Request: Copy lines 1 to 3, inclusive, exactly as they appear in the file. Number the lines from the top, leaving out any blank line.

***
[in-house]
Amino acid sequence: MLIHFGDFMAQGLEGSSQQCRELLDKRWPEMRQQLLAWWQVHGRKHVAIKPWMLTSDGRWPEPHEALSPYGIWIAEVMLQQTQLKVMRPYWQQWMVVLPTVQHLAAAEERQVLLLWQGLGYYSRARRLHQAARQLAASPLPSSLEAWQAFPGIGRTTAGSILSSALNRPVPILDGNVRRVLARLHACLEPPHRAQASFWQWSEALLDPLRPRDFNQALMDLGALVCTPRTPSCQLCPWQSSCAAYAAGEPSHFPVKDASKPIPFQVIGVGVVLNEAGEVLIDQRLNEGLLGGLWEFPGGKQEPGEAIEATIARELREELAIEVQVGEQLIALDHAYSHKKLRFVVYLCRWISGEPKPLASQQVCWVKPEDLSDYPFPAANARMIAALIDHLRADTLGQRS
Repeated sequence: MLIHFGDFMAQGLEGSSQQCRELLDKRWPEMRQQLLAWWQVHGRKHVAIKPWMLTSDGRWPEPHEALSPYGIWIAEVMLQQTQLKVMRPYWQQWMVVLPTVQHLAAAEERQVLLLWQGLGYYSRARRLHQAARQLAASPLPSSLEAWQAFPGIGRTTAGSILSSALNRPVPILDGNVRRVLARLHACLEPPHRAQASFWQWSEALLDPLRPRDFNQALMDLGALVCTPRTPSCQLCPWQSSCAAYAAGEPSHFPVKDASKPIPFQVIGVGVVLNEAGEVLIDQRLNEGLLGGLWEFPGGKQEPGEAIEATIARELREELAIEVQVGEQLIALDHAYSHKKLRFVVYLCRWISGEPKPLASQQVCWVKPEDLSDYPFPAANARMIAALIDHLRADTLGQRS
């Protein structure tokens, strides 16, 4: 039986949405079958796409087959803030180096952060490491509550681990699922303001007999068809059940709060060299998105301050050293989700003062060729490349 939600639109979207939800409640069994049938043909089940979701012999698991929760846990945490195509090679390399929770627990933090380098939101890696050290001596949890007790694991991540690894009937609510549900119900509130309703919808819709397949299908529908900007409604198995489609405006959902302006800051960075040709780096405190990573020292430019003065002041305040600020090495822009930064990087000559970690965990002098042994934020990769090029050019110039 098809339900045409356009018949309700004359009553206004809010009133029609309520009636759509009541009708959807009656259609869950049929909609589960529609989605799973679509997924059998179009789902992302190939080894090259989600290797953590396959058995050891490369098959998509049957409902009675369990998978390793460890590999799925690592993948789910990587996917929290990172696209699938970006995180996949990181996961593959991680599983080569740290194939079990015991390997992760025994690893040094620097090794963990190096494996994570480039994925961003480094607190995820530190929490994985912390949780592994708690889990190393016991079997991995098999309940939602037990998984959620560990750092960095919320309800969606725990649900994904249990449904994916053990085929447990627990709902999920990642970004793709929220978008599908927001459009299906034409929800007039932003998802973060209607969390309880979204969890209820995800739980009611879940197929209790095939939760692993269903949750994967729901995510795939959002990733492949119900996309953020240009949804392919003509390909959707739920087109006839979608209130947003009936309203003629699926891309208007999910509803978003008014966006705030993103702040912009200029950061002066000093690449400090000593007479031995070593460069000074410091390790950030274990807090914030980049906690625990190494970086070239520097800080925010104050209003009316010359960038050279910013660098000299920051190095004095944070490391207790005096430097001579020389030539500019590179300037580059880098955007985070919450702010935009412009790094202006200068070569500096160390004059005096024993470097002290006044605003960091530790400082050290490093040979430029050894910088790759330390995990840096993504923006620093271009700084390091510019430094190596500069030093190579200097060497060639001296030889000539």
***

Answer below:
[in-house]
Amino acid sequence: MLIHFGDFMAQGLEGSSQQCRELLDKRWPEMRQQLLAWWQVHGRKHVAIKPWMLTSDGRWPEPHEALSPYGIWIAEVMLQQTQLKVMRPYWQQWMVVLPTVQHLAAAEERQVLLLWQGLGYYSRARRLHQAARQLAASPLPSSLEAWQAFPGIGRTTAGSILSSALNRPVPILDGNVRRVLARLHACLEPPHRAQASFWQWSEALLDPLRPRDFNQALMDLGALVCTPRTPSCQLCPWQSSCAAYAAGEPSHFPVKDASKPIPFQVIGVGVVLNEAGEVLIDQRLNEGLLGGLWEFPGGKQEPGEAIEATIARELREELAIEVQVGEQLIALDHAYSHKKLRFVVYLCRWISGEPKPLASQQVCWVKPEDLSDYPFPAANARMIAALIDHLRADTLGQRS
Repeated sequence: MLIHFGDFMAQGLEGSSQQCRELLDKRWPEMRQQLLAWWQVHGRKHVAIKPWMLTSDGRWPEPHEALSPYGIWIAEVMLQQTQLKVMRPYWQQWMVVLPTVQHLAAAEERQVLLLWQGLGYYSRARRLHQAARQLAASPLPSSLEAWQAFPGIGRTTAGSILSSALNRPVPILDGNVRRVLARLHACLEPPHRAQASFWQWSEALLDPLRPRDFNQALMDLGALVCTPRTPSCQLCPWQSSCAAYAAGEPSHFPVKDASKPIPFQVIGVGVVLNEAGEVLIDQRLNEGLLGGLWEFPGGKQEPGEAIEATIARELREELAIEVQVGEQLIALDHAYSHKKLRFVVYLCRWISGEPKPLASQQVCWVKPEDLSDYPFPAANARMIAALIDHLRADTLGQRS